Here are my five takes on Sunday’s game between the Buffalo Bills and Kansas City Chiefs at Arrowhead Stadium:
1. Show up for a playoff-like game with playoff-like intensity. Rex Ryan and his players have said all of the right things about the magnitude of this showdown of 5-5 teams in the thick of the wild-card playoff chase. They seem to firmly grasp the idea that, although a loss won’t effectively end the season, the winner will have a significantly better chance of playing beyond the final week of the schedule.
Now, it’s a matter of actually playing that way. Monday night’s loss against New England took a big physical and mental toll, and the short recovery time (potentially compounded by the gorging that athletes, just like the rest of us, tend to do around a Thanksgiving dinner table) could very well make it difficult for the focus to be as sharp as necessary.
This will be a big test for Ryan and his coaching staff. Besides finding the right combinations on the defensive and offensive lines to make up for the injuries to end Mario Williams and guard John Miller, they also need to do their part to make sure the team maintains its edge after a dispiriting performance where victory was there for the taking if only the offense could have made some plays.
2. Defense must avoid being victimized by the Chiefs’ exceptional screen game. Most opponents are liberal in their use of screens against the Bills because of the attack-oriented nature of their front seven. And they tend to have success with it because they’re able to take advantage of the over-pursuit by linemen and linebackers.
No quarterback in the NFL is as adept at executing screen passes as Alex Smith, who has ridden many of those high-percentage throws to a streak of 253 attempts without an interception. He has superb feel for the rush, a great sense of timing of just when to make his release, and consistently perfect touch and accuracy that allows the receiver to catch the ball and begin running in one fluid motion.
Despite the season-ending injury to running back Jamaal Charles, the Chiefs still have a highly effective target out of the backfield in Charcandrick West. He is questionable for the game with a hamstring injury and if he can’t play or is limited, the Chiefs have a solid alternative in Spencer Ware. They also have offensive linemen with the mobility and precision to get themselves in place to create running room on the move.
3. Do another tight-end smother on Travis Kelce. The Bills made good on their promise to make Rob Gronkowski virtually disappear Monday night. That went a long way toward helping the defensive front to get double-digit hits on Tom Brady while preventing him from having the same sort of monster numbers he enjoyed in September at Ralph Wilson Stadium.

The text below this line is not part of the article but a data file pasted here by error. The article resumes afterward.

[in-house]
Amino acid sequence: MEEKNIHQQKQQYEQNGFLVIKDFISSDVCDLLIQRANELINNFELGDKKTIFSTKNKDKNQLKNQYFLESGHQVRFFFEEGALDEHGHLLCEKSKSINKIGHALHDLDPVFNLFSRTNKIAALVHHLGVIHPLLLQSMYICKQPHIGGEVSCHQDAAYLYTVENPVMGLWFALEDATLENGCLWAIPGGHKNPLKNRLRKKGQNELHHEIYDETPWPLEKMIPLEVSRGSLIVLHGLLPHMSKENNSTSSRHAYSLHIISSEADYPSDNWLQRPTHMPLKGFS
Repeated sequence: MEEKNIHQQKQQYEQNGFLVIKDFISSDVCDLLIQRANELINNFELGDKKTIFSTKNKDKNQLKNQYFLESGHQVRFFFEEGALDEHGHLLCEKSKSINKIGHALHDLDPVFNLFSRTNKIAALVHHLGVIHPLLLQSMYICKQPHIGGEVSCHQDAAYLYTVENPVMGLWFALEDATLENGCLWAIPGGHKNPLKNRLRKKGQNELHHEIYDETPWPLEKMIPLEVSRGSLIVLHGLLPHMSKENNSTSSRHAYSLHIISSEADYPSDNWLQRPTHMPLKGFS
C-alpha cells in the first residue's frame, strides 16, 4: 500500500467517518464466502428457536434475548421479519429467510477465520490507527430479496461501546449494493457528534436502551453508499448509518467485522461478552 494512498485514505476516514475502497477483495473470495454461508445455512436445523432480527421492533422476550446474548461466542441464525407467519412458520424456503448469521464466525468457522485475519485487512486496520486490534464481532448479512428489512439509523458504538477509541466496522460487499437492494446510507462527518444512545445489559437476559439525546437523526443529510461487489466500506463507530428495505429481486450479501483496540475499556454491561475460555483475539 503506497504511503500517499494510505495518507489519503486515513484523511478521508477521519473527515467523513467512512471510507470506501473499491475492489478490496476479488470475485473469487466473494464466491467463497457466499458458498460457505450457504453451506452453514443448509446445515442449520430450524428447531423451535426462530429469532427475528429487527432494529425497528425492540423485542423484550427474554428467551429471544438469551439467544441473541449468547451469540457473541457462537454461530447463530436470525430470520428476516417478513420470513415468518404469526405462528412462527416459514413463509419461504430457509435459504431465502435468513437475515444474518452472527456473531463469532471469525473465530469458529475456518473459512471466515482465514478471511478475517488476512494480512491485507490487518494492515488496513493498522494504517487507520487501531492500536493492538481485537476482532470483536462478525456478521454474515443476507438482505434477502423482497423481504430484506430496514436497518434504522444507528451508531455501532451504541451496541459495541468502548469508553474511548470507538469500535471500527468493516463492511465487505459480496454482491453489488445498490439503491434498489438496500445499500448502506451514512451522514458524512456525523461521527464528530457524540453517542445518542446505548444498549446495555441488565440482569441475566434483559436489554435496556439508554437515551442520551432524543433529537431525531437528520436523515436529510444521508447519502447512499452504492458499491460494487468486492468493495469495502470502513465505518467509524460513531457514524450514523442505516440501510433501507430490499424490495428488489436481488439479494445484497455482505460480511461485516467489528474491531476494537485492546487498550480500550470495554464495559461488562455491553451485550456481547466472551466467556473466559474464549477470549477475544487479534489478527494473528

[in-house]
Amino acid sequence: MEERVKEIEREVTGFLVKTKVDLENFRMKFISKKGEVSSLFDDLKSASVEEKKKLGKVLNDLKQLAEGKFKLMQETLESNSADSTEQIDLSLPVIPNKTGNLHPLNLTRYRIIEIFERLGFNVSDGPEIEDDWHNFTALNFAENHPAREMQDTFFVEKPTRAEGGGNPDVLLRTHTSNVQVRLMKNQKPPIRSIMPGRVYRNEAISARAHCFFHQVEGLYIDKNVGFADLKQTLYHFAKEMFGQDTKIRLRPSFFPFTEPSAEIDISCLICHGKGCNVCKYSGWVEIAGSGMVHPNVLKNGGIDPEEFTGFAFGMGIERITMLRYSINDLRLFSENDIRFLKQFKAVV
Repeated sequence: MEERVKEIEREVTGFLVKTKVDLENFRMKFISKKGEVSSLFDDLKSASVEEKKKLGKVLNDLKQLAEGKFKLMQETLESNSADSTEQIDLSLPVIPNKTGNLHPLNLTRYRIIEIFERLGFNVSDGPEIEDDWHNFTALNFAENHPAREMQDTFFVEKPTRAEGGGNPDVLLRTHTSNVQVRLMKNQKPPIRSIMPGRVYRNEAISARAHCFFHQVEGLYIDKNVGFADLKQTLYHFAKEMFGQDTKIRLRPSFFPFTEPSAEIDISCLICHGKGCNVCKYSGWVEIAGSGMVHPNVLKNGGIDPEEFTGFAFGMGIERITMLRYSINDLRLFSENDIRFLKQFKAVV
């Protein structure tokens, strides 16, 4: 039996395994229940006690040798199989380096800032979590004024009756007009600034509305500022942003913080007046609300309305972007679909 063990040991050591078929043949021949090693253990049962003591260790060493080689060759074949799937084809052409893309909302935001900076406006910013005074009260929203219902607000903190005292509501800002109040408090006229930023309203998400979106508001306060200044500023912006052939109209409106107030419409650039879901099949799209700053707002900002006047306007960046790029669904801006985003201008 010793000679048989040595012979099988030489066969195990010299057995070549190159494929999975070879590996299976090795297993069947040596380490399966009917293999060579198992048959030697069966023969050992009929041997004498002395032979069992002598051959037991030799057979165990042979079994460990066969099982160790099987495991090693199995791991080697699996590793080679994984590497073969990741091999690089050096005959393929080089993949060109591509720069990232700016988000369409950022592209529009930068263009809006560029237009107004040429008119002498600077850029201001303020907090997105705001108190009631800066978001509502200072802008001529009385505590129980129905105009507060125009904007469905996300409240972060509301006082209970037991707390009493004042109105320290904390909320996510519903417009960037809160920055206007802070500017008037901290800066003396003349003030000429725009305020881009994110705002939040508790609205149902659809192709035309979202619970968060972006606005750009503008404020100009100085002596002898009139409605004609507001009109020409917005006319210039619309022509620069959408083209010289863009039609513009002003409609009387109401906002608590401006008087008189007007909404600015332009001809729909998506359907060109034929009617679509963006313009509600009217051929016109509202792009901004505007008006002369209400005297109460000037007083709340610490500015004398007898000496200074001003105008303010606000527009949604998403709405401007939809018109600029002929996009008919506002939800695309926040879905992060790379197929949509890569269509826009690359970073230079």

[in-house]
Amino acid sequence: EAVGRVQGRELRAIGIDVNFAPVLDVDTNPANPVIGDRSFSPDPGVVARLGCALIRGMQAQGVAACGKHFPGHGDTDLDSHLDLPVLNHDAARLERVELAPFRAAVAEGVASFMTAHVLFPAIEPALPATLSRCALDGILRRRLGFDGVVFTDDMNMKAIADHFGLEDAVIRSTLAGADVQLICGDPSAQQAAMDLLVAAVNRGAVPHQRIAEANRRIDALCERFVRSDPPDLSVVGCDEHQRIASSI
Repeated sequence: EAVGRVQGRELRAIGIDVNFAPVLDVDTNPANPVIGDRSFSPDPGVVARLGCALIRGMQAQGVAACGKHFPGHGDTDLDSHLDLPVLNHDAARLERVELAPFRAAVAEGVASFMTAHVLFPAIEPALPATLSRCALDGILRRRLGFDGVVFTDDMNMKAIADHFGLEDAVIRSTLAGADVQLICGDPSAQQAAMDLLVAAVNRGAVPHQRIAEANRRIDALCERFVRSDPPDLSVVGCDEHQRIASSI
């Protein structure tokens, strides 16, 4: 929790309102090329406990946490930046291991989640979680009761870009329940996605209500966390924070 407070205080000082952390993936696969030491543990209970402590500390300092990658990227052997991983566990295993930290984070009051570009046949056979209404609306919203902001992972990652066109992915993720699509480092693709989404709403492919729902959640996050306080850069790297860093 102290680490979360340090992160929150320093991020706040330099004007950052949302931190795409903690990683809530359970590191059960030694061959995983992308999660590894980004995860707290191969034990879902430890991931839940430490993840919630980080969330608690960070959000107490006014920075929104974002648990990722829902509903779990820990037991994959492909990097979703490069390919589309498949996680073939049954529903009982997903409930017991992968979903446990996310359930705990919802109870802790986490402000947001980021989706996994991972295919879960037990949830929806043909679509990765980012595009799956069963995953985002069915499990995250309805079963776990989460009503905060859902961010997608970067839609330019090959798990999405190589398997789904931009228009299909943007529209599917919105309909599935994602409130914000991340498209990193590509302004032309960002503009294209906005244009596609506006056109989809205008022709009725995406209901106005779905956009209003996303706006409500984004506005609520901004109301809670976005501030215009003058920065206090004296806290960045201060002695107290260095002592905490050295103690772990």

They will need to have a similar showing against Kelce, who leads the Chiefs with 50 receptions for 620 yards and three touchdowns. Although he is questionable for the game with an ankle injury, he represents one of only two true options that Smith has for passing plays that stretch the field. The other is Jeremy Maclin, who ranks second on the team with 48 catches for 612 yards and two scores. However, just as with Gronkowski and the Patriot wide receivers and running backs, Maclin and every other Kansas City pass-catcher generally feed off of the extra coverage attention that Kelce draws. Look for the Bills to utilize a variety of defenders – linemen, linebackers, cornerbacks, and safeties – to either play man-to-man or double-coverage against Kelce.
4. Tyrod Taylor bounces back from his clunker in a big way. Among the traits that help in his development as a starting quarterback is the ability to remain on an even keel. Taylor had an extremely frustrating night against New England. His deep ball, considered a strength, was a glaring problem when he failed to complete a pair of sure touchdown throws. He had other passes that came nowhere near the intended target and at least one that very likely would have been a pick-six.
Yet, Taylor showed no public displays of disappointment over the way he played, which is the sort of blind optimism that the best quarterbacks in NFL history share. Nor did he allow himself to lose his cool while facing difficult questions from the media. Although he faltered in his first appearance on the Monday Night Football stage, Taylor can quickly make amends by rising to the occasion in a game that has much more on the line. He needs to do his part to help put the Chiefs into an early hole, which could be difficult for them to escape with limited big-play capability.
5. Keep feeding LeSean McCoy as a runner and receiver. His 123 rushing and receiving yards provided the foundation of an offense that, with better execution by Taylor and others, would very well have allowed the Bills to deliver a massive upset. Few opponents are equipped to handle McCoy’s tremendous open-field speed and ability to dart through holes or make them on his own by slipping through slivers of daylight.
As a pass-catcher, he’s exceptionally difficult for any defender, including a cornerback, to cover one-on-one. The Bills shouldn’t hesitate to take more deep shots with him, such as the one that he failed to catch (with a little last-second involvement from cornerback Devin McCourty) against the Patriots. Given the inconsistent production of Sammy Watkins and only sporadic big plays from the other receivers and tight end Charles Clay, McCoy should be more frequently targeted as the outstanding multi-purpose weapon that he is.
Now that he has fully recovered from the hamstring issue that bothered him earlier in the year and in a game of this magnitude, the Bills certainly have no reason to play it safe with him.